After Road Runner was sand blasted at Strip Tech, it was taken to the body shop on 10/27/2017. This is where the novel begins because it sat at the body shop for "over 3 years" until we ultimately pulled project. We will cover this process good and bad in depth. This blog is meant to be a learning and informational page- not a bashing. Like everything in life, you take the good with the bad and keep marching on. Unfortunately, it sometimes does not turn out according to plan. This Road Runner is one of those times, which we will address in later blogs.
One thing to remember in a restoration- one thing at a time. Never give up- if you keep making progress, one day the car will get done. This is where most people get in trouble because they want everything at once. It doesn't work like that. Best to concentrate on one part of the car, one body panel, one project, one part- finish that and move on to the next area. All the time planning ahead, looking ahead. However, you must have a master plan with many sub-plans. Restorations must be methodical processes in order to achieve a good end result. A car takes a vision and someone who has the aptitude to make that vision become reality.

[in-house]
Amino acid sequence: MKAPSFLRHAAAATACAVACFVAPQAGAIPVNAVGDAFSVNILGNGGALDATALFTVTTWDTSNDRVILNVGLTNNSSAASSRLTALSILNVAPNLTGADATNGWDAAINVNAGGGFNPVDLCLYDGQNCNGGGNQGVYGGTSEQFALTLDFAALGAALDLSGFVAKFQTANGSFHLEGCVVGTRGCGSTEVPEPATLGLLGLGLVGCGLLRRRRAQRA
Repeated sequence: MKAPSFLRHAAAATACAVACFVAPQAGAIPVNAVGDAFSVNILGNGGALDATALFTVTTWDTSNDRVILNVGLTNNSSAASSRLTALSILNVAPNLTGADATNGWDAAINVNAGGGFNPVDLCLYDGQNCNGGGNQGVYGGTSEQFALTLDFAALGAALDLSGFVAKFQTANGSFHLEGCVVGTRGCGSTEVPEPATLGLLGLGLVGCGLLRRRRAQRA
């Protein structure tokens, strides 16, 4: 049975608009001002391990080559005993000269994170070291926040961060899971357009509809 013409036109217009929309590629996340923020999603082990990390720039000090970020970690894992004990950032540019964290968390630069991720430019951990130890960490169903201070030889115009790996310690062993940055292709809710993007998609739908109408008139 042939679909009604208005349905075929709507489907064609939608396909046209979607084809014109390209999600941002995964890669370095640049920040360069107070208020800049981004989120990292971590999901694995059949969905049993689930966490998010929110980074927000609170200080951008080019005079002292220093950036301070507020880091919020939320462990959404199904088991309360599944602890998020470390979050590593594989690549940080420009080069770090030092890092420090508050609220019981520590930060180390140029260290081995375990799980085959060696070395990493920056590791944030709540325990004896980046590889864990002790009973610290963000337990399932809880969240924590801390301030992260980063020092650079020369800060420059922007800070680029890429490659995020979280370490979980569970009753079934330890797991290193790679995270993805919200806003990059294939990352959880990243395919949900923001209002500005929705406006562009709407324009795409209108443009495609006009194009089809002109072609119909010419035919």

Body shops that are not run like a business get into trouble here. They start a project and then move it to the side to bring another project in- keep money coming in the door. They jump from one project to the next. We get it- every business needs new customers/projects. However, you can't neglect current projects, and the starting and stopping can lead to major problems and oversights which is what happened to our Road Runner project. More on this later.
Pictures below are from Strip Tech when we picked car up after sand blasting and then took it to the body shop to begin the metal work.